Throughout the first two episodes, there are a number of other minor differences, which include:
- When Terry is in jail, he's taunted by other prisoners. This doesn't happen in the book.
- Arlene Peterson, mother of Frankie and Ollie and wife of Fred, is described in the book as being massively overweight and at major health risk. In the show, she's of an average build and her size doesn't figure into the character.
- When Ollie opens up shooting at Terry, he's described from Ralph's vantage point as hiding under a newscap with a red bag over his shoulder. In the show, he's wearing more of a paintball outfit.
- When Ralph and his co-workers are reviewing footage of Terry at the train station, one notes when zooming in that it appears that he's giving the security camera 'the finger.' This is another piece of added foreshadowing, and is not in the book.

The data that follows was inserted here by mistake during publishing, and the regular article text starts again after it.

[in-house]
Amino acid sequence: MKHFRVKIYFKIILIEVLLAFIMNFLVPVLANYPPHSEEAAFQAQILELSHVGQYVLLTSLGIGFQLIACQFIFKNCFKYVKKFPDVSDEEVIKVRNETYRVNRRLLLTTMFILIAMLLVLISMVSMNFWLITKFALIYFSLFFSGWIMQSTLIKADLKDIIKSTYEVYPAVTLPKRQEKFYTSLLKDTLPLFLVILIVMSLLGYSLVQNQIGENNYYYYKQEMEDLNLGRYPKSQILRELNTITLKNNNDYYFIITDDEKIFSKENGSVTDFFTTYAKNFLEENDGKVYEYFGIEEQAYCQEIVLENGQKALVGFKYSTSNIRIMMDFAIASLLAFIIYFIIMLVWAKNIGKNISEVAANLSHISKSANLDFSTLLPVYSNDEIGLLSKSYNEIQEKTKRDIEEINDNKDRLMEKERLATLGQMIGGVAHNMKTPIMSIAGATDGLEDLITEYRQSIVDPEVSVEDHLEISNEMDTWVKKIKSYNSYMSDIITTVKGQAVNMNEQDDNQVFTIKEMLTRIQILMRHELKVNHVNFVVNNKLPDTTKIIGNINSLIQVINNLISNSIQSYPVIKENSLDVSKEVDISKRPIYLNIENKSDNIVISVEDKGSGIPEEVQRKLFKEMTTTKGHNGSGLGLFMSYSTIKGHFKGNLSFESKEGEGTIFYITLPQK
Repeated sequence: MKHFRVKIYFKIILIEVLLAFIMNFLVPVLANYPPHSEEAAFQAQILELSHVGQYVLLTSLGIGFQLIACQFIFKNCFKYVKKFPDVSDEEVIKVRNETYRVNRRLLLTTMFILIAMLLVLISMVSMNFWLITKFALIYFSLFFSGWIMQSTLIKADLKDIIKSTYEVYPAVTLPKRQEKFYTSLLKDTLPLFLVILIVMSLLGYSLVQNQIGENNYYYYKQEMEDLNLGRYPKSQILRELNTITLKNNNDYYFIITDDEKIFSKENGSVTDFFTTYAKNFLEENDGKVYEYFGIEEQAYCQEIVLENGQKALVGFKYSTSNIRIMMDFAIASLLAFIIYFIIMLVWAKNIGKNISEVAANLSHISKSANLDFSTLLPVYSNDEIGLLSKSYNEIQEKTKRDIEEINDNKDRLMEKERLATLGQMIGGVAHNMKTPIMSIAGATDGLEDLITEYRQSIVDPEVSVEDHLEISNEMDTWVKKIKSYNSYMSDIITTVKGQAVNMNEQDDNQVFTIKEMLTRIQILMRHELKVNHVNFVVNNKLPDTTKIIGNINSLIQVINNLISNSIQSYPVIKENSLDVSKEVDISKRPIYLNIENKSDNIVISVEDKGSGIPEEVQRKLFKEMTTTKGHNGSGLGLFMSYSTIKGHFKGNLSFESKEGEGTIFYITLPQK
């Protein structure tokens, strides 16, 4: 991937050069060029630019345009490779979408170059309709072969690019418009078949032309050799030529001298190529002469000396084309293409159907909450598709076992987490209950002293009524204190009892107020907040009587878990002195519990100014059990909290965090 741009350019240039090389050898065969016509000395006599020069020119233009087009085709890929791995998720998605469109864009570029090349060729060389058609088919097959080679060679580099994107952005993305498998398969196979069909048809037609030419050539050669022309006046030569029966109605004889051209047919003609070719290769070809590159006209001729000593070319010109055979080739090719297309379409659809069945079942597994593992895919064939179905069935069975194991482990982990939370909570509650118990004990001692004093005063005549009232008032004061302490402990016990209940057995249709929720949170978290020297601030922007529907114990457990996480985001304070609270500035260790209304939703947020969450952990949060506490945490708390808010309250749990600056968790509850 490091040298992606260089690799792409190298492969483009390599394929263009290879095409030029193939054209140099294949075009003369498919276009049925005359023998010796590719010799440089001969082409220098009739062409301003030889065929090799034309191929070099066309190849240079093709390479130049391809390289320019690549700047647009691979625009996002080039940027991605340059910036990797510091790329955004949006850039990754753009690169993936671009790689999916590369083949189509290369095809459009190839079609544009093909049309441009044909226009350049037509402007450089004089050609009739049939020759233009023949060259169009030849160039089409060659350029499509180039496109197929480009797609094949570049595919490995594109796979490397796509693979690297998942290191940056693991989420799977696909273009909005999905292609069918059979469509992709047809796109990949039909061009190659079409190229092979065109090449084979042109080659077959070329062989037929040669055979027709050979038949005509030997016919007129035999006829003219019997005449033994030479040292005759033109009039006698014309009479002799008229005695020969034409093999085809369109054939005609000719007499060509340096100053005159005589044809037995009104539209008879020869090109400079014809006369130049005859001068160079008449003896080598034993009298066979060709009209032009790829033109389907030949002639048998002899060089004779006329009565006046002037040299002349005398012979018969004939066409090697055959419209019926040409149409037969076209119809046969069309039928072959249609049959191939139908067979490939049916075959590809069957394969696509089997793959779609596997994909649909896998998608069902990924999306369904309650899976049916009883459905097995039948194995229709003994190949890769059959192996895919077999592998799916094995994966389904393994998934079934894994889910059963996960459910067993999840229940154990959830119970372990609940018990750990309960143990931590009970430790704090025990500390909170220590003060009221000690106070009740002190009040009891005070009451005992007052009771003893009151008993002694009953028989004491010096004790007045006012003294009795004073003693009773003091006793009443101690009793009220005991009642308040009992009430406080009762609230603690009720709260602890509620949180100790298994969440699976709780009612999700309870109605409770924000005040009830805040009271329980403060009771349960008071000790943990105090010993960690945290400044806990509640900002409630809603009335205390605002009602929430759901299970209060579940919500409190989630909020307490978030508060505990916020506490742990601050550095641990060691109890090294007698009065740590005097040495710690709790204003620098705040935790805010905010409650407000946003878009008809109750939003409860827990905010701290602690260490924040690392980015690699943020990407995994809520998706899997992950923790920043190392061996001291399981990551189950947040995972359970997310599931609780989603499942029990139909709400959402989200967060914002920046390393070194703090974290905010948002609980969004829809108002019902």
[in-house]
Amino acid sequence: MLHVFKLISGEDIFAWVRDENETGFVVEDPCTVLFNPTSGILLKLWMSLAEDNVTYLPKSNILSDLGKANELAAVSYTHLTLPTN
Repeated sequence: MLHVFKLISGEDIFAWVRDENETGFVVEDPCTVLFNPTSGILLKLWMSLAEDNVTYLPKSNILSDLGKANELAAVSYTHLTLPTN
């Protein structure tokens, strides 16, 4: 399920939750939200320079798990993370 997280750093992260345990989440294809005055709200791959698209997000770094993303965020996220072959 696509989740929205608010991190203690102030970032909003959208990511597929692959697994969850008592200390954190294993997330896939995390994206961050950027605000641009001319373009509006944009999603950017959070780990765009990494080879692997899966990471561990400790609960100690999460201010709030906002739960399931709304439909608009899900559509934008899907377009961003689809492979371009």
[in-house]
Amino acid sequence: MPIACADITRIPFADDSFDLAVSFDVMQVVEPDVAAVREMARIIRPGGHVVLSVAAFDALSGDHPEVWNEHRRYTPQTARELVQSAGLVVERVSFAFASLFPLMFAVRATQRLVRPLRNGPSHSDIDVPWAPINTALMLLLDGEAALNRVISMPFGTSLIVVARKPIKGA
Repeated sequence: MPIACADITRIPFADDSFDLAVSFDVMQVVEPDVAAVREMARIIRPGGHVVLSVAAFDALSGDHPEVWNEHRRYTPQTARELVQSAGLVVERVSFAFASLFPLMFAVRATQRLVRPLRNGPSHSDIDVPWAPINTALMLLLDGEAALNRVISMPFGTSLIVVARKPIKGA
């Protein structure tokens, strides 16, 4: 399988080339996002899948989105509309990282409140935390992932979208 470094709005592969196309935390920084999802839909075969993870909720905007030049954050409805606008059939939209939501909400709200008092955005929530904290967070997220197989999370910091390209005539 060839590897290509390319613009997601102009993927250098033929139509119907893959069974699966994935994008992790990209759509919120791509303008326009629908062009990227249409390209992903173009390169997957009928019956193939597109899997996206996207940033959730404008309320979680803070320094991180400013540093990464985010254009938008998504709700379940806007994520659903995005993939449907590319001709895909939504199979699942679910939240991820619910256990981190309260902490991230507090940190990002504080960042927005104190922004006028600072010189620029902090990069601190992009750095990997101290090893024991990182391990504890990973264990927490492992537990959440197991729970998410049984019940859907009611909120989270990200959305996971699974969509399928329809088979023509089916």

- When Jack Hoskins is introduced in the book, he's sent to the crime scene that the show depicts at the end of the second episode. He does stop at the strip club bar on his way there, but he doesn't get into the drunken fight (no wedgie either) with his fellow patron.
- When Fred Peterson attempts suicide, he ties himself to his bedroom ceiling and throws himself off the bed, crashing through his home's front window; he's only "saved" by a jogger running by. This is similar to what happens in the book, but not exactly the same. In the novel, he hangs himself from a tree branch in his back yard, which breaks; he only survives because an old female neighbor hears the branch break, comes outside, and performs CPR.
- The teacher conference that Terry attends in the show is about Censorship; in the book, he and his fellow teachers are going to hear Harlan Coben (the real-life mystery author ) give a speech and answer questions.